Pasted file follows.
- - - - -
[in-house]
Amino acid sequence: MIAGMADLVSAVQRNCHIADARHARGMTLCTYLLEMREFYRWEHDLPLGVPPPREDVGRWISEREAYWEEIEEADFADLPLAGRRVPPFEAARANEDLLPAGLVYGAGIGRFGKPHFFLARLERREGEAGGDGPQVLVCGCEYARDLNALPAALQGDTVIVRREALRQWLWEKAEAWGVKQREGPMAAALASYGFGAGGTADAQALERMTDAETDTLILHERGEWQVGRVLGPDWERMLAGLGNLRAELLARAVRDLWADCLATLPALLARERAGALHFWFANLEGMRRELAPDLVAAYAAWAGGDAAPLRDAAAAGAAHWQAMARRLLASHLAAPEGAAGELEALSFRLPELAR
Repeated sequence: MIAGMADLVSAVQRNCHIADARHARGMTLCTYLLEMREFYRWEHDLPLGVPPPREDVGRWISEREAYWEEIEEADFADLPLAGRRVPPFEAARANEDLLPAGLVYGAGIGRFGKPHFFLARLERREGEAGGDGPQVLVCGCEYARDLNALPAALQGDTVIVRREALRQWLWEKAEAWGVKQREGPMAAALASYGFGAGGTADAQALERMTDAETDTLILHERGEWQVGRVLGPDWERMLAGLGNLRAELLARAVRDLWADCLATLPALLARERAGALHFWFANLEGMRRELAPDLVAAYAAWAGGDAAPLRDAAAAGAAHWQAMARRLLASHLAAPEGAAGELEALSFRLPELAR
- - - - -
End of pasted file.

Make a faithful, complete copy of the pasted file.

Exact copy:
[in-house]
Amino acid sequence: MIAGMADLVSAVQRNCHIADARHARGMTLCTYLLEMREFYRWEHDLPLGVPPPREDVGRWISEREAYWEEIEEADFADLPLAGRRVPPFEAARANEDLLPAGLVYGAGIGRFGKPHFFLARLERREGEAGGDGPQVLVCGCEYARDLNALPAALQGDTVIVRREALRQWLWEKAEAWGVKQREGPMAAALASYGFGAGGTADAQALERMTDAETDTLILHERGEWQVGRVLGPDWERMLAGLGNLRAELLARAVRDLWADCLATLPALLARERAGALHFWFANLEGMRRELAPDLVAAYAAWAGGDAAPLRDAAAAGAAHWQAMARRLLASHLAAPEGAAGELEALSFRLPELAR
Repeated sequence: MIAGMADLVSAVQRNCHIADARHARGMTLCTYLLEMREFYRWEHDLPLGVPPPREDVGRWISEREAYWEEIEEADFADLPLAGRRVPPFEAARANEDLLPAGLVYGAGIGRFGKPHFFLARLERREGEAGGDGPQVLVCGCEYARDLNALPAALQGDTVIVRREALRQWLWEKAEAWGVKQREGPMAAALASYGFGAGGTADAQALERMTDAETDTLILHERGEWQVGRVLGPDWERMLAGLGNLRAELLARAVRDLWADCLATLPALLARERAGALHFWFANLEGMRRELAPDLVAAYAAWAGGDAAPLRDAAAAGAAHWQAMARRLLASHLAAPEGAAGELEALSFRLPELAR